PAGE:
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Bright Spots

December 16, 2011
USDA Maryland Farm Service Agency USDA Maryland Farm Service Agency Last week, we learned that farm income in 2011 is forecast to reach an all-time high, up 28 percent over 2010, signaling that American agriculture remains a bright spot in our nation's economy. The growth in farm income is also making a real difference for America's farm families, whose household income was up 3.1 percent in 2010 and is forecast to increase 1.2 percent in 2011. And despite marginal increases in retail food prices, all American families still pay substantially less for food at the grocery store than residents of nearly every other country thanks to the productivity of our farmers.
By Diana Nguyen and Capital News Service | January 25, 2010
Hermine Duebsie needs this job. She holds her application and I-9 Employment Eligibility Verification Form in hand and waits for a proctor from the U.S. Census Bureau to administer a basic skills test. The test, meant to be fairly simple - gauging skills in reading, basic math, map reading and following instructions - is a deciding factor in securing a part-time, six-to-10-week interviewer's job with a flexible schedule and $18.50 an hour, a rate that varies by location. "The pay is great, and it's a government job. I think this job is most important," said Duebsie, a Montgomery County Community College student with no other source of income.
By Andrea K. Walker, The Baltimore Sun | September 17, 2010
Mercy Medical Center is converting a former Giant grocery store in Lutherville into a hub where patients can go for lab work, minor surgeries and to visit primary care physicians. Urgent care centers such as Patient First and Doctors Express are taking over retail spaces in high-traffic areas, including where a Roy Rogers fast-food restaurant was once located. And Thomson Reuters this summer opened its first branch dedicated to health care research in Woodlawn office space, where more than two dozen employees will provide data and analysis to the federal government.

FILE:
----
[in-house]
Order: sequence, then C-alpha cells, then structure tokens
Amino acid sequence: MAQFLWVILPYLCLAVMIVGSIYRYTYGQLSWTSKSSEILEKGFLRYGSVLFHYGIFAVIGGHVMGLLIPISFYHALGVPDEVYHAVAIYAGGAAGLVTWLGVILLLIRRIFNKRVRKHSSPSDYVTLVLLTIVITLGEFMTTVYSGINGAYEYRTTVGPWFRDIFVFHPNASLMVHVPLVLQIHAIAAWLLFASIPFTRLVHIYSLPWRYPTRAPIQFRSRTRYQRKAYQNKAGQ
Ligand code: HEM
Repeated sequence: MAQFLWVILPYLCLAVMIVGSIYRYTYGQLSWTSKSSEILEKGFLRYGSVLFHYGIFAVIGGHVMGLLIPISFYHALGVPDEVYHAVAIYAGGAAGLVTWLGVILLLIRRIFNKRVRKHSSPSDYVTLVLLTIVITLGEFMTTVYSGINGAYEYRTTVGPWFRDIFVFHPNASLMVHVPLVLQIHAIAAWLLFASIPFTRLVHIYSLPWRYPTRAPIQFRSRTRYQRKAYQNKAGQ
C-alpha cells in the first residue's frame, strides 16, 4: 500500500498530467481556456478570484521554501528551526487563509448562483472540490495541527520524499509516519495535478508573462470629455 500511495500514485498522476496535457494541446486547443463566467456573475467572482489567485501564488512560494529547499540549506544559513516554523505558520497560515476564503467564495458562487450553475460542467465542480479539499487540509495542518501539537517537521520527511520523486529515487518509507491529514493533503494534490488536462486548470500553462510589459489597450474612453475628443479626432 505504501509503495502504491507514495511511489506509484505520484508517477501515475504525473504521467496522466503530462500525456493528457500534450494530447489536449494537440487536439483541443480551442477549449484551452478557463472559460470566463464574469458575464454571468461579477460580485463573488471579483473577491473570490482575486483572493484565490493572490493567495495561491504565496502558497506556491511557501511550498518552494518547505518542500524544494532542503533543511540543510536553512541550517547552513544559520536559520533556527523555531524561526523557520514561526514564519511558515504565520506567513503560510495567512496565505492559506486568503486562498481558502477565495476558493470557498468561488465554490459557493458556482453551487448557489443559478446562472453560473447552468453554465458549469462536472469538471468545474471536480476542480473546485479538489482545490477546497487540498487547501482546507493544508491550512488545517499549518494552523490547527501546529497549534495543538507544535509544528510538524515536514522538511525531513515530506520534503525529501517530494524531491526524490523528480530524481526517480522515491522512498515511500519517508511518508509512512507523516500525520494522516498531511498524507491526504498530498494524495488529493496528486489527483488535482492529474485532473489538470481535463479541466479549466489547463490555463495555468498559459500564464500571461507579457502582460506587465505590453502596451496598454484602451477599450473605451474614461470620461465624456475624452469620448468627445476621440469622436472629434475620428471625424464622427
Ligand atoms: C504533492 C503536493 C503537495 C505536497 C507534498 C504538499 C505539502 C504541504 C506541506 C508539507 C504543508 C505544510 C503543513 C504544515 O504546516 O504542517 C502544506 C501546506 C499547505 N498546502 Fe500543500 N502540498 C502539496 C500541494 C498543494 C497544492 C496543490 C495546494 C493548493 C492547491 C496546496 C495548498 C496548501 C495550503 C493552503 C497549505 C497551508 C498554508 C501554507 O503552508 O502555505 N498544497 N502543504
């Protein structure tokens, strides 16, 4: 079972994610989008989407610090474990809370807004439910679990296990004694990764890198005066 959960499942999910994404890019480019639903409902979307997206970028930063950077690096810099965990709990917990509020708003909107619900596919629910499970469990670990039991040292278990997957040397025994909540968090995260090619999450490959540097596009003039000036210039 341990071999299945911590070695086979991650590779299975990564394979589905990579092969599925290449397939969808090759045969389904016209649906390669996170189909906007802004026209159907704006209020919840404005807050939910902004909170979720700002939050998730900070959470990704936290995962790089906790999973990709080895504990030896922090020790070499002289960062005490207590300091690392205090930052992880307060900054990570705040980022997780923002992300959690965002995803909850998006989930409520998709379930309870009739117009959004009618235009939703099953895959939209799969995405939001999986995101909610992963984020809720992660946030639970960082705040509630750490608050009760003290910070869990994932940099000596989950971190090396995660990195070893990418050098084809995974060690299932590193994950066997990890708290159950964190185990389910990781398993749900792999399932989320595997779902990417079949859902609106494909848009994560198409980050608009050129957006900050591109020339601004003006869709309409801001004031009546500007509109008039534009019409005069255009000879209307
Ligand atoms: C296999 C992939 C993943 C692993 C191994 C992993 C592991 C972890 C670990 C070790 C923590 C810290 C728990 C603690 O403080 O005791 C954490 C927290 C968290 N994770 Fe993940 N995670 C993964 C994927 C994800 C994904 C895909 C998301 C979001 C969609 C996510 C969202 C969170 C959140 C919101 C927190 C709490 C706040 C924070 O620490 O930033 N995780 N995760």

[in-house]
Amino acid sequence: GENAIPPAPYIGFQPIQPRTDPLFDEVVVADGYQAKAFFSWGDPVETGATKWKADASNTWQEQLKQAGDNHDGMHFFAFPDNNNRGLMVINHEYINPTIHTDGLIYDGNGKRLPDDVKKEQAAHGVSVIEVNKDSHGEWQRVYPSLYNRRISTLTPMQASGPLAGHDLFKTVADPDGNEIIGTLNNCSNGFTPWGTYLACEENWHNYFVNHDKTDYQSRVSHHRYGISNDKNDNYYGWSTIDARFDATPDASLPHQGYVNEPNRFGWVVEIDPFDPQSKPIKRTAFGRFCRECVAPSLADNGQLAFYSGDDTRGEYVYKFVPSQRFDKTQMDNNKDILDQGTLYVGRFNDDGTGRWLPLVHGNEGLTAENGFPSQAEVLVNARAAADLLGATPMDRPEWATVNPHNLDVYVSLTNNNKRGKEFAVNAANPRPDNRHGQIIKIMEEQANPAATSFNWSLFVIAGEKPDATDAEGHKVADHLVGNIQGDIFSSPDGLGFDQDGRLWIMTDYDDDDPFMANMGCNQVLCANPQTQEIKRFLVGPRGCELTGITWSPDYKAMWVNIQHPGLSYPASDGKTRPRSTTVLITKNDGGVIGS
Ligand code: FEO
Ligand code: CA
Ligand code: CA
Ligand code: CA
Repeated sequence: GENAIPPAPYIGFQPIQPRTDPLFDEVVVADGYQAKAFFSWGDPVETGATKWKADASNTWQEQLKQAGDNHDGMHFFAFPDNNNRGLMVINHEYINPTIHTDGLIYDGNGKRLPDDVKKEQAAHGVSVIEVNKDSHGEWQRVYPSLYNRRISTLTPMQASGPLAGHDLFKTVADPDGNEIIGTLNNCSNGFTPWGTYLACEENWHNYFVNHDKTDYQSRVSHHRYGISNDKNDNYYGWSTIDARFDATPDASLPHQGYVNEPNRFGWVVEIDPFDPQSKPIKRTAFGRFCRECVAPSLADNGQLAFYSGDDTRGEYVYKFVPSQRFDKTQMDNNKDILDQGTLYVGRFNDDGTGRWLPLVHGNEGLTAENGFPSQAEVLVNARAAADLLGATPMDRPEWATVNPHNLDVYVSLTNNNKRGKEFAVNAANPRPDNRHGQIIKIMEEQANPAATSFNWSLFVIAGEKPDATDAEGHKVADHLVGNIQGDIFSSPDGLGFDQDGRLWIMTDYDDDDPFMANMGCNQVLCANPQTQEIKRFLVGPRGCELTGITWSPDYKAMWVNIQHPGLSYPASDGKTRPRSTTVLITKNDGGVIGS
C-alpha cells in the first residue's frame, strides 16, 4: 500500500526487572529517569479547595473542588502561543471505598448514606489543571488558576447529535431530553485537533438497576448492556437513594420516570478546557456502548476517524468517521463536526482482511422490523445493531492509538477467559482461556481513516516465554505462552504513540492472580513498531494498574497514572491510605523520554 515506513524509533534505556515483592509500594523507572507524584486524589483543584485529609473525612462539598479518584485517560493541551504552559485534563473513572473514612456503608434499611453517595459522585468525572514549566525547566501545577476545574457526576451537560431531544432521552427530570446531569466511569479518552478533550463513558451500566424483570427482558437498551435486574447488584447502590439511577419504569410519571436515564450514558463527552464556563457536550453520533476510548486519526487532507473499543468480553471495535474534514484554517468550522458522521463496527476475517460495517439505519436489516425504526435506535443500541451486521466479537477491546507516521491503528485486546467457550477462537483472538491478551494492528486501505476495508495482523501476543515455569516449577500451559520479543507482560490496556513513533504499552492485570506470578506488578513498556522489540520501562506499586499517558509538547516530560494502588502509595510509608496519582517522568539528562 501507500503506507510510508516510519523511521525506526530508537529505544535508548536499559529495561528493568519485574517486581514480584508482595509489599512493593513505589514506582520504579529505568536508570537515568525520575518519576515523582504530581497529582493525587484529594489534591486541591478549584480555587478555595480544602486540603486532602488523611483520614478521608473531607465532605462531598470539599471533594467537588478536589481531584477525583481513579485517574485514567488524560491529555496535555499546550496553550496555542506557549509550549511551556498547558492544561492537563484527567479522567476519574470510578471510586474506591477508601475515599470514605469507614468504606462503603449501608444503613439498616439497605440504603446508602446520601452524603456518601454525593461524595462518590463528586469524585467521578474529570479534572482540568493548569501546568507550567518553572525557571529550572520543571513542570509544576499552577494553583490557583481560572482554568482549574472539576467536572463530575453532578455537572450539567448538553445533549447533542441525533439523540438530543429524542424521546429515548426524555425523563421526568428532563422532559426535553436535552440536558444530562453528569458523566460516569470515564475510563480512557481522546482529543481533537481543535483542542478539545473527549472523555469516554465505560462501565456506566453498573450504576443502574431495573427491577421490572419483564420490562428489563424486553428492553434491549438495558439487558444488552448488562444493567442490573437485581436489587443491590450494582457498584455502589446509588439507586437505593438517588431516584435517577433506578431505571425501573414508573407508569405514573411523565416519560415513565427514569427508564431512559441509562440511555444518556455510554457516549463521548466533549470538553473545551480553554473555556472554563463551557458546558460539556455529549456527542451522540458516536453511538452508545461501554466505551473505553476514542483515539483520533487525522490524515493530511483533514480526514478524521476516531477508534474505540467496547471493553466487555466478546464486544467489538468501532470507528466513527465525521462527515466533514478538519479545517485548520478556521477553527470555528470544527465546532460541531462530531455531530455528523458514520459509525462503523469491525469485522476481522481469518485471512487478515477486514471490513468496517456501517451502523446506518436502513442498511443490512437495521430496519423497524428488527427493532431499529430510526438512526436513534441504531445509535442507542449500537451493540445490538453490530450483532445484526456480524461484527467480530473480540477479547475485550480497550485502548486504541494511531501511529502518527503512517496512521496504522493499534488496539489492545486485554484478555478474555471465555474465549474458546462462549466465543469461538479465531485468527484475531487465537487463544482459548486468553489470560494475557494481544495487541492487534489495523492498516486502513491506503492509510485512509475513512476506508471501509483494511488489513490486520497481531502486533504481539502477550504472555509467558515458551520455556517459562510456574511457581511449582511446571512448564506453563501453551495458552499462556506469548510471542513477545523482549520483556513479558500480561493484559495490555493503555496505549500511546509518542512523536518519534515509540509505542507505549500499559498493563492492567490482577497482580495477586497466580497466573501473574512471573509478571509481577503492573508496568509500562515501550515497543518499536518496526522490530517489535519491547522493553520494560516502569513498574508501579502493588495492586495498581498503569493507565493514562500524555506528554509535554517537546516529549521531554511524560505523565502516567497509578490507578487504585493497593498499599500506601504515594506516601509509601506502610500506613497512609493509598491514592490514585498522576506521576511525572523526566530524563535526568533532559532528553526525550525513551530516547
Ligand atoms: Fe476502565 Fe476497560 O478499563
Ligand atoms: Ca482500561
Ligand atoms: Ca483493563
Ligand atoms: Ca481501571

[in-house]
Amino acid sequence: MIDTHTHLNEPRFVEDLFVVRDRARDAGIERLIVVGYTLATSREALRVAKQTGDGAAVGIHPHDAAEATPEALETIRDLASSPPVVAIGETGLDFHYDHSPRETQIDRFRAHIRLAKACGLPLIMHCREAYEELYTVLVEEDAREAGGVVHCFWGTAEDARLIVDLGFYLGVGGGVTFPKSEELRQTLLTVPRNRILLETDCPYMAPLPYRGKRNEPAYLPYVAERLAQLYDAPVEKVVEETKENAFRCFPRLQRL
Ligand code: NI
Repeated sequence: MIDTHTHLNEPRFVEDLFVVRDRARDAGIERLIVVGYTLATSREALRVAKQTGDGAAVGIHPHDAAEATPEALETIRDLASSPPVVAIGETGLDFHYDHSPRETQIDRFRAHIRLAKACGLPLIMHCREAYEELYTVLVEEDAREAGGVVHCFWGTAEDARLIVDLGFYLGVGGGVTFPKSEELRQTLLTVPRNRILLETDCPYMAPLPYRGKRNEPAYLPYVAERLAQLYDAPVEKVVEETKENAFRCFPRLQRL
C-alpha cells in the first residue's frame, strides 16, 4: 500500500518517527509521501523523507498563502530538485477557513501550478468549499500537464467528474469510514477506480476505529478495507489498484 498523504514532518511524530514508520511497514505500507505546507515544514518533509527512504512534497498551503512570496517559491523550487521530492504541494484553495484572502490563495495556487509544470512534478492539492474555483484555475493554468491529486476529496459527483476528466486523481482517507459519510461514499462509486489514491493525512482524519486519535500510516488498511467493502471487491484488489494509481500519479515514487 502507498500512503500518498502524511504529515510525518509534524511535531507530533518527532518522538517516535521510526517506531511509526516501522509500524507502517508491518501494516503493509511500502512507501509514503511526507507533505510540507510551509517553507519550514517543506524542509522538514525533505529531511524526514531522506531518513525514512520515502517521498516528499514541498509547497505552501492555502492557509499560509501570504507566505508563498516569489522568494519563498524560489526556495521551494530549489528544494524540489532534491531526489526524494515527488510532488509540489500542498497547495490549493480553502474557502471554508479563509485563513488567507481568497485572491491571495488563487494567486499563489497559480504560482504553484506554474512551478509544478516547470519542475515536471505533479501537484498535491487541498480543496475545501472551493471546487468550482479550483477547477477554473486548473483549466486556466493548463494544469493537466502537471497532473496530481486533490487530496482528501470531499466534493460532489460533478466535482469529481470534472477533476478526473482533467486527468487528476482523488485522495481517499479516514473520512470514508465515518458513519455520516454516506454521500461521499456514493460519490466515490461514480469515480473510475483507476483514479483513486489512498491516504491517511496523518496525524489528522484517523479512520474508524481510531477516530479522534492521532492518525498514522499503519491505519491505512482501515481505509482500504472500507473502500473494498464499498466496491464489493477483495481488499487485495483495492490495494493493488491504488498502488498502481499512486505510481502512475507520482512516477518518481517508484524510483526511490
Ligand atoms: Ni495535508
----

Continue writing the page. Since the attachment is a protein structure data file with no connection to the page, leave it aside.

July 29, 1997
THANKS TO THE Annie E. Casey Foundation's Kids Count project, states have hard data to point to when they discuss the health, safety and economic well-being of their children. With the latest edition of the Maryland Kids Count Factbook, this state now has four years of data to compare.Taken together, those annual statistical portraits reveal both good news and bad -- and all of it is useful to policy makers in evaluating the effectiveness of programs designed to help children in need. The 1996 Factbook looks at 14 indicators of child well-being in each of the counties and in Baltimore City, listing the number of incidents in each category, such as the number of births to teen mothers, as well as the rate at which these events occur and the ranking of each jurisdiction in the state.
By KEVIN COWHERD | May 16, 2002
I CATCH UP with Allan Prell at the sumptuous Reisterstown home of Morris the Remodeler, where the two are rehearsing a TV commercial that may set the advertising industry back 200 years. Right now, they're strolling with umbrellas in Morris' driveway and croaking their way through "Singin' in the Rain," thus doing permanent damage to the memory of Gene Kelly and the 1952 classic. "It may be so dreadful, it's good," Prell says of the commercial for his longtime buddy, home-remodeling guru Morris Ellin.